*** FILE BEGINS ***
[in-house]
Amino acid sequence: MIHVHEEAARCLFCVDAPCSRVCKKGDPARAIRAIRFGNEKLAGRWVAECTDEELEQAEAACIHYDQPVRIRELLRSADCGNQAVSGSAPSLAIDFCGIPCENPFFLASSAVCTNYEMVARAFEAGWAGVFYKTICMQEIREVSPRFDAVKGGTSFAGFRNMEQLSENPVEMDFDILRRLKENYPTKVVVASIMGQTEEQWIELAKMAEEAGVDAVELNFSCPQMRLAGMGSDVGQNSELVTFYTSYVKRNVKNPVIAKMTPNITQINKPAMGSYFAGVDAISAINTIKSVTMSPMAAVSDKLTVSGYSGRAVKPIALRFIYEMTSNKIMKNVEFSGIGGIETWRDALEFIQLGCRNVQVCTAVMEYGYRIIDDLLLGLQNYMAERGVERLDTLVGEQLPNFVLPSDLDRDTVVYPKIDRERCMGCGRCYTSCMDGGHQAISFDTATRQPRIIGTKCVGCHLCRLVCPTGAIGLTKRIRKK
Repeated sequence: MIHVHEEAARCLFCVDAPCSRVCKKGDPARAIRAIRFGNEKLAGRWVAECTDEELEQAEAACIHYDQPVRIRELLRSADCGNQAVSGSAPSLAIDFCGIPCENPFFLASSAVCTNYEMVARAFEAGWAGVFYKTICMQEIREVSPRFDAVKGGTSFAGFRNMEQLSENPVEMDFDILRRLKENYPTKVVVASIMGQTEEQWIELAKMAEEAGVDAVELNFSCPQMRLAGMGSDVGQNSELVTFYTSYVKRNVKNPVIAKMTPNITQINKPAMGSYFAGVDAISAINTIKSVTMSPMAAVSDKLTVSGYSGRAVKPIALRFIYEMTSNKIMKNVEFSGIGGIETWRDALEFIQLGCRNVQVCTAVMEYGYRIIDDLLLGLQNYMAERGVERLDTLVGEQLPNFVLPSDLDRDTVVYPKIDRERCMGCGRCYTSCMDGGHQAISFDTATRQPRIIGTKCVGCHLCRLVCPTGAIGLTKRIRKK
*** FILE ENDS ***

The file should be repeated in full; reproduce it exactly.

[in-house]
Amino acid sequence: MIHVHEEAARCLFCVDAPCSRVCKKGDPARAIRAIRFGNEKLAGRWVAECTDEELEQAEAACIHYDQPVRIRELLRSADCGNQAVSGSAPSLAIDFCGIPCENPFFLASSAVCTNYEMVARAFEAGWAGVFYKTICMQEIREVSPRFDAVKGGTSFAGFRNMEQLSENPVEMDFDILRRLKENYPTKVVVASIMGQTEEQWIELAKMAEEAGVDAVELNFSCPQMRLAGMGSDVGQNSELVTFYTSYVKRNVKNPVIAKMTPNITQINKPAMGSYFAGVDAISAINTIKSVTMSPMAAVSDKLTVSGYSGRAVKPIALRFIYEMTSNKIMKNVEFSGIGGIETWRDALEFIQLGCRNVQVCTAVMEYGYRIIDDLLLGLQNYMAERGVERLDTLVGEQLPNFVLPSDLDRDTVVYPKIDRERCMGCGRCYTSCMDGGHQAISFDTATRQPRIIGTKCVGCHLCRLVCPTGAIGLTKRIRKK
Repeated sequence: MIHVHEEAARCLFCVDAPCSRVCKKGDPARAIRAIRFGNEKLAGRWVAECTDEELEQAEAACIHYDQPVRIRELLRSADCGNQAVSGSAPSLAIDFCGIPCENPFFLASSAVCTNYEMVARAFEAGWAGVFYKTICMQEIREVSPRFDAVKGGTSFAGFRNMEQLSENPVEMDFDILRRLKENYPTKVVVASIMGQTEEQWIELAKMAEEAGVDAVELNFSCPQMRLAGMGSDVGQNSELVTFYTSYVKRNVKNPVIAKMTPNITQINKPAMGSYFAGVDAISAINTIKSVTMSPMAAVSDKLTVSGYSGRAVKPIALRFIYEMTSNKIMKNVEFSGIGGIETWRDALEFIQLGCRNVQVCTAVMEYGYRIIDDLLLGLQNYMAERGVERLDTLVGEQLPNFVLPSDLDRDTVVYPKIDRERCMGCGRCYTSCMDGGHQAISFDTATRQPRIIGTKCVGCHLCRLVCPTGAIGLTKRIRKK